Methods for Volatile Organic Compound Monitoring


Confirmatory VOCs Monitoring requires method detection limits at low parts per billion volume (ppbv) range. This type of analysis requires preconcentration of a given volume of ambient air into a much smaller volume prior to introduction into the GC column. In order to maintain performance of the mass analyzer, most of the water vapor and carbon dioxide present in the air sample must be removed prior to analysis. The Entech 7100 Preconcentrator performs these tasks automatically by transferring the sample through three consecutive cryogenic traps at different controlled temperatures. This results in very low detection limits unattainable without cryogenic preconcentration. Stock cylinders of certified Calibration Standard and Laboratory Control Sample gases are purchased from a reputable supplier, and then diluted to working concentrations
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Analysis of Volatile Organic Compounds, Hydrogen and Methane

with Ultra-High Purity (UHP) Nitrogen using the Entech 4600 Dynamic Diluter. Canisters are cleaned after sample analysis using the Entech 3100 Canister Cleaning system, which consists of a computerized control module with vacuum pumps and an oven containing a passivated manifold with fittings for connection of canisters. The control software initiates the cleaning of canisters by heating coupled with multiple pressurization/evacuation cycles. A blank sample is analyzed from each cleaning batch as a control to assure proper cleaning has been achieved. For 2011, analyses for Volatile Organic Compound Monitoring were conducted under procedures using concepts of EPA Method TO-15 Determination of Volatile Organic Compounds (VOCs) in Air Collected in SpeciallyPrepared Canisters and Analyzed by Gas Chromatography/Mass Spectrometry (GC/MS; 1999). Special quality assurance requirements for these activities were detailed in the Quality Assurance Project Plan for Volatile Organic Compound Monitoring, prepared by WTS. CEMRC personnel wrote procedures for this project under the CEMRC Quality Assurance Plan, which were verified, validated, and placed in the CEMRC Document Control Program. Procedures were composed to include QA requirements from EPA Method TO-15 and all WIPP documents relevant to the Confirmatory Monitoring Program. See Table 4.1 for a list of CEMRC Procedures for Confirmatory Monitoring. In November 2006, a WIPP permit modification incorporated an expansion of sampling in the Volatile Organic Compounds Monitoring Program. Originally, the samples were collected from only two stations in the WIPP underground (VOC-A and VOC-B). The permit change required sampling from closed rooms within the current panel until the entire panel is full. Therefore, the WIPP Hazardous Waste Facility permit now refers to both Repository VOCs Monitoring and Disposal Room Monitoring. Table 4.2 summarizes the nine permit-specified target compounds and their required reporting limits for different types of samples. In early 2011, nine other compounds were requested to be included in the list of target analytes as Additional Requested Analytes. m-Xylene & p-Xylene co-elute together as a single compound so they are reported as p,m-Xylene. Table 4.3 lists the additional analytes and their required reporting limits.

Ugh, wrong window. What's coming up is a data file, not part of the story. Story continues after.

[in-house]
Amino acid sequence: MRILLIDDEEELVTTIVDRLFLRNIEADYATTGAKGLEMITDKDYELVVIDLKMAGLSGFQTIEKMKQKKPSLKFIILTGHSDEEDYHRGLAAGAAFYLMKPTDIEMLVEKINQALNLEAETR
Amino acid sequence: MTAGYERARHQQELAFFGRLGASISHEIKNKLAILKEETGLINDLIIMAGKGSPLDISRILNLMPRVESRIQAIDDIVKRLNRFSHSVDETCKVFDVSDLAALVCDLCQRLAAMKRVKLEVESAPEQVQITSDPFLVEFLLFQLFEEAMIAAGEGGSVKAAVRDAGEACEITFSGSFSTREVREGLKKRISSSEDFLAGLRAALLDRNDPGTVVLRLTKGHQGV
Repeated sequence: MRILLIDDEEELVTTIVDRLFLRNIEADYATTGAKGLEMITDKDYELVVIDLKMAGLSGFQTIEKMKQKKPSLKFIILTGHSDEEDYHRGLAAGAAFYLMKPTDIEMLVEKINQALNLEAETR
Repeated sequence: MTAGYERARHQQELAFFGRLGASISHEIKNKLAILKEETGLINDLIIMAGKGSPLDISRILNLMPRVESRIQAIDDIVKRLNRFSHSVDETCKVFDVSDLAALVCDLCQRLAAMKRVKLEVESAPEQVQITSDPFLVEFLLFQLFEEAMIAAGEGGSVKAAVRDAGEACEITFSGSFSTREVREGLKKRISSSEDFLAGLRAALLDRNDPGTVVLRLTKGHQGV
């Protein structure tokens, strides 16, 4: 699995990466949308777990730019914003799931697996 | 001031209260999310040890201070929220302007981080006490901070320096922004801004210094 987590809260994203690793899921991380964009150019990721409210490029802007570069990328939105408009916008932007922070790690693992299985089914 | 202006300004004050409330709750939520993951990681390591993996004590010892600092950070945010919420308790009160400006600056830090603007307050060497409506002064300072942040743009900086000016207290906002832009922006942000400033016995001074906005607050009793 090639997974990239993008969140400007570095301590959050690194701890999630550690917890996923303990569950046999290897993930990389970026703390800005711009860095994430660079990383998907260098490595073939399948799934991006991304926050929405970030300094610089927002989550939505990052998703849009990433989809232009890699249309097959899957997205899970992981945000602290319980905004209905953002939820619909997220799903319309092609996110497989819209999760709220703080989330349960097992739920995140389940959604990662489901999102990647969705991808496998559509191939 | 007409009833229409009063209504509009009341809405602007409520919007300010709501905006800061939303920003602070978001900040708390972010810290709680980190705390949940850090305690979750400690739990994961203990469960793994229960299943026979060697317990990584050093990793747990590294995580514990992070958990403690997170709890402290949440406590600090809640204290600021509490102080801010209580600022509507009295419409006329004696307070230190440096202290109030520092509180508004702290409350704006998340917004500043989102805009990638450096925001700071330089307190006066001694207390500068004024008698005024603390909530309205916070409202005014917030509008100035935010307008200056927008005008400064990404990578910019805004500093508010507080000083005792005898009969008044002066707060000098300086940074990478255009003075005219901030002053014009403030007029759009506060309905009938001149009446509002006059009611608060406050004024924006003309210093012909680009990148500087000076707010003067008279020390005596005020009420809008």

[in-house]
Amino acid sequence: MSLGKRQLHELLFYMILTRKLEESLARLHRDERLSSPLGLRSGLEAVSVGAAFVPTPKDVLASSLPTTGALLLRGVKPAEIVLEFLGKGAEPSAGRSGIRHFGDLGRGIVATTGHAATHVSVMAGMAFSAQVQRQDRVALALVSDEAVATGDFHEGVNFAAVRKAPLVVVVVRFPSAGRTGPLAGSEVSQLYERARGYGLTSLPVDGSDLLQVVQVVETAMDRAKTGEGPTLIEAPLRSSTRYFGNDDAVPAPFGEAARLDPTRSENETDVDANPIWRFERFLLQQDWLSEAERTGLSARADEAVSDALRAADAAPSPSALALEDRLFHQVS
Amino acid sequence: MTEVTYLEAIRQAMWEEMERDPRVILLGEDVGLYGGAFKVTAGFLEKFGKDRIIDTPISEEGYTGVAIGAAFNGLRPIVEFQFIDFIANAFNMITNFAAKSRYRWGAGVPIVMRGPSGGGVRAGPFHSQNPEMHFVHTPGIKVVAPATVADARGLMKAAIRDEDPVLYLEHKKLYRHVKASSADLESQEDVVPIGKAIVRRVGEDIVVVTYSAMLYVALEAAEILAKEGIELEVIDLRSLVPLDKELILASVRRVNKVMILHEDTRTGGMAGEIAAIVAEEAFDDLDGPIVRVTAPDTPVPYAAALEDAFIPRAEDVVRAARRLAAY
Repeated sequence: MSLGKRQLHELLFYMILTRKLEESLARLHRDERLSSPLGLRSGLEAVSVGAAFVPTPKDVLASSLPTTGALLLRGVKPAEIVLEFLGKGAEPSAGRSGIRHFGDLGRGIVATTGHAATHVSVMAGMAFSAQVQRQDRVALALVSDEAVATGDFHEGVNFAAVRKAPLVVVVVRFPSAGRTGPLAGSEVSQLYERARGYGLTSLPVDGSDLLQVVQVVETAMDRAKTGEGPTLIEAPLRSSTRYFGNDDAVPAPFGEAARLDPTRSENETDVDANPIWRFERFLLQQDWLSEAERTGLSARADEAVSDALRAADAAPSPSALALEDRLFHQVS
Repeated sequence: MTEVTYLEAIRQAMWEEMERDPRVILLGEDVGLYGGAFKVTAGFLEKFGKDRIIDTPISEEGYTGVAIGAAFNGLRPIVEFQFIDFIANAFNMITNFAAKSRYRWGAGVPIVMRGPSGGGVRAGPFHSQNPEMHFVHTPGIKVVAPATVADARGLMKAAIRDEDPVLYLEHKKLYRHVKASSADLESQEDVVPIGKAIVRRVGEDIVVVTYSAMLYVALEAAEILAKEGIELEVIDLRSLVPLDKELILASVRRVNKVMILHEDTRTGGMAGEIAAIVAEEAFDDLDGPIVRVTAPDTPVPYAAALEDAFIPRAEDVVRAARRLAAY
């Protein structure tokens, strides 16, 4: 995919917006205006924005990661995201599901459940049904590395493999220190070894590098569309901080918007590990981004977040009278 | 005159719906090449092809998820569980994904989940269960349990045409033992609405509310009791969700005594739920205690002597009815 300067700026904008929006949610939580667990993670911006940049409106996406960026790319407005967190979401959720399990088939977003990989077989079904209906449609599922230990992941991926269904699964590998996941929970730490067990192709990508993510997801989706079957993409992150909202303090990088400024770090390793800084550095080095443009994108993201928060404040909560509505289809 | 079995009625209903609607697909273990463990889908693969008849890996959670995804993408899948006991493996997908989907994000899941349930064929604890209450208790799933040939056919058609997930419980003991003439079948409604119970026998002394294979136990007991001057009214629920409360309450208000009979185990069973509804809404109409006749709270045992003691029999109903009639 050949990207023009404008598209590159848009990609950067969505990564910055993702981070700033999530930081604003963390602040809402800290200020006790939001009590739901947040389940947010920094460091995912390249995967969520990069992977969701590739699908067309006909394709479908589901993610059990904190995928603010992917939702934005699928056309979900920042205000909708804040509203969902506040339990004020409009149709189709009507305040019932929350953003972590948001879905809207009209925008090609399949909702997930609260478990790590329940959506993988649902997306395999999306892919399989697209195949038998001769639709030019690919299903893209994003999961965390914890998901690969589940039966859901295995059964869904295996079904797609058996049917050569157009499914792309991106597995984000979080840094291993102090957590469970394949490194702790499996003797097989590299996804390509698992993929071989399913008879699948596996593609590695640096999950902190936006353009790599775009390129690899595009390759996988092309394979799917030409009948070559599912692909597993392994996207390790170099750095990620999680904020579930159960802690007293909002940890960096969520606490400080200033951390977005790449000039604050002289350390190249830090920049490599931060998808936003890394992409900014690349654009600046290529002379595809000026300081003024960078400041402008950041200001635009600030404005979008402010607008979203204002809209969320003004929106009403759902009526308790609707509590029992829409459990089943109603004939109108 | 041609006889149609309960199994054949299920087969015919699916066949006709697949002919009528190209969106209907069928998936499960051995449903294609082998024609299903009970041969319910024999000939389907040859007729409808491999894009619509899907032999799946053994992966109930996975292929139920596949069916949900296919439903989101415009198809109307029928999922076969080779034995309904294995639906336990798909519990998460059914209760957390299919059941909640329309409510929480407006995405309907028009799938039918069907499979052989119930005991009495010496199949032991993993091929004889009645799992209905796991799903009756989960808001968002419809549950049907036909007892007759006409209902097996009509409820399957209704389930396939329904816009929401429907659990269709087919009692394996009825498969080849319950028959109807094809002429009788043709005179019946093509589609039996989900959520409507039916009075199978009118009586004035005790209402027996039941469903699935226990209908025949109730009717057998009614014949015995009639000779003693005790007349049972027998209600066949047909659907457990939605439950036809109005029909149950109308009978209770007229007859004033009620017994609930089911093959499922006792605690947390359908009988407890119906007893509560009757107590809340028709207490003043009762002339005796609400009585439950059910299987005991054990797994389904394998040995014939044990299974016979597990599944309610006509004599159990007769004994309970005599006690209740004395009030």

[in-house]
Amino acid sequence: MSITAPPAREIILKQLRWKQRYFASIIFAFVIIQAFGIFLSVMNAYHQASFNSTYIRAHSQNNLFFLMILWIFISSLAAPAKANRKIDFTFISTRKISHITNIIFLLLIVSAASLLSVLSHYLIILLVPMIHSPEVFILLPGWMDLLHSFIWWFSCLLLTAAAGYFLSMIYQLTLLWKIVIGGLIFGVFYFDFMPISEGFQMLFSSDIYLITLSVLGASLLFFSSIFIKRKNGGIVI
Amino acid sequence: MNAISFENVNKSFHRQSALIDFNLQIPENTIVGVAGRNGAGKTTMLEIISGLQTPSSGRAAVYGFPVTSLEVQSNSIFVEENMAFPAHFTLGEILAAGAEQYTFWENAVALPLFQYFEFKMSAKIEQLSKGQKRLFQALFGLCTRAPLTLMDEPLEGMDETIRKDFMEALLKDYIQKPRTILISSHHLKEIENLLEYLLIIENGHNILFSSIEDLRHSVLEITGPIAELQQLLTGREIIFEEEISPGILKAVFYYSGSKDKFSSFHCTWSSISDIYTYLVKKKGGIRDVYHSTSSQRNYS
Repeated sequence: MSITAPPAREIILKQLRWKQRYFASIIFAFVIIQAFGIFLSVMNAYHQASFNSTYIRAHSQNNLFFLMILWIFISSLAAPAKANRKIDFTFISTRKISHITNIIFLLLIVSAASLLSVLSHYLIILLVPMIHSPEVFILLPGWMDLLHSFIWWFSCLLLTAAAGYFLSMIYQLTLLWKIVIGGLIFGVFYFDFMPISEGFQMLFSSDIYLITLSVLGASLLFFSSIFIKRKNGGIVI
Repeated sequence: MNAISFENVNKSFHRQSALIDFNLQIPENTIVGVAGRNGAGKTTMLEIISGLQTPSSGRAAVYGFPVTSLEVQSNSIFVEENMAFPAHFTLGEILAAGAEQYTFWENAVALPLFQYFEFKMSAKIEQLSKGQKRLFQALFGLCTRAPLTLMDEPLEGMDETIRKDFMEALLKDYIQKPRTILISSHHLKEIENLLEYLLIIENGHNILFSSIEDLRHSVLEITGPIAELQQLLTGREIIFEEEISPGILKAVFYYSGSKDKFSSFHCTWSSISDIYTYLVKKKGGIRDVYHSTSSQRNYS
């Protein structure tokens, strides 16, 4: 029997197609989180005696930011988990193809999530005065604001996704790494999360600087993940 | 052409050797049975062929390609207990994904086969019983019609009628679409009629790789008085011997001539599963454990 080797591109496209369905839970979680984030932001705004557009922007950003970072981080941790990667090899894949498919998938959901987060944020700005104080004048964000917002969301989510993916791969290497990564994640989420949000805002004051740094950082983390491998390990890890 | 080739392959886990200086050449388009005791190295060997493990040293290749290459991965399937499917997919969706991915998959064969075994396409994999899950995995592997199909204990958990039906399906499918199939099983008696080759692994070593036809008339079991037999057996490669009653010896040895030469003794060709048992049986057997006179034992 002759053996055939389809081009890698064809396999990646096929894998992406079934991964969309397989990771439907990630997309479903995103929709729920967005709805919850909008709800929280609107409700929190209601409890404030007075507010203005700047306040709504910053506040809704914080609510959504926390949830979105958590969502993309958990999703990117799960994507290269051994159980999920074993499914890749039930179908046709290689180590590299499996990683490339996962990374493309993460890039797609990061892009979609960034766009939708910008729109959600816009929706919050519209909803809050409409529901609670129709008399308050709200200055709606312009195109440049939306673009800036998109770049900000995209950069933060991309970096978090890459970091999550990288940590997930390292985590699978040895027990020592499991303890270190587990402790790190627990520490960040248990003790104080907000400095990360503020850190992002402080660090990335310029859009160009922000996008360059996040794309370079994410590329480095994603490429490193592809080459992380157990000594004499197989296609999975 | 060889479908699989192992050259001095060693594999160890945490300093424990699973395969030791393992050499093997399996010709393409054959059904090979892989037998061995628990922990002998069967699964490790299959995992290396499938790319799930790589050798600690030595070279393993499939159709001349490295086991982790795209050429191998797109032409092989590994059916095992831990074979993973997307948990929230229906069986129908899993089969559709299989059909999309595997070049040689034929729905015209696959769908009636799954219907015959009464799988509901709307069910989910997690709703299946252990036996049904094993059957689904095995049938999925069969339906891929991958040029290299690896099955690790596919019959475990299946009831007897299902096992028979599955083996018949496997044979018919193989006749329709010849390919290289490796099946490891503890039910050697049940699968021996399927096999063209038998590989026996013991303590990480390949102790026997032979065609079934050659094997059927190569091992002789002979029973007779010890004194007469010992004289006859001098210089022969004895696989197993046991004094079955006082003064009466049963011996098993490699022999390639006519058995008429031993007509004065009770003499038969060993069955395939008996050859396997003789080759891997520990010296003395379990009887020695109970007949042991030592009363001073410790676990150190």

Methods for Hydrogen and Methane Analysis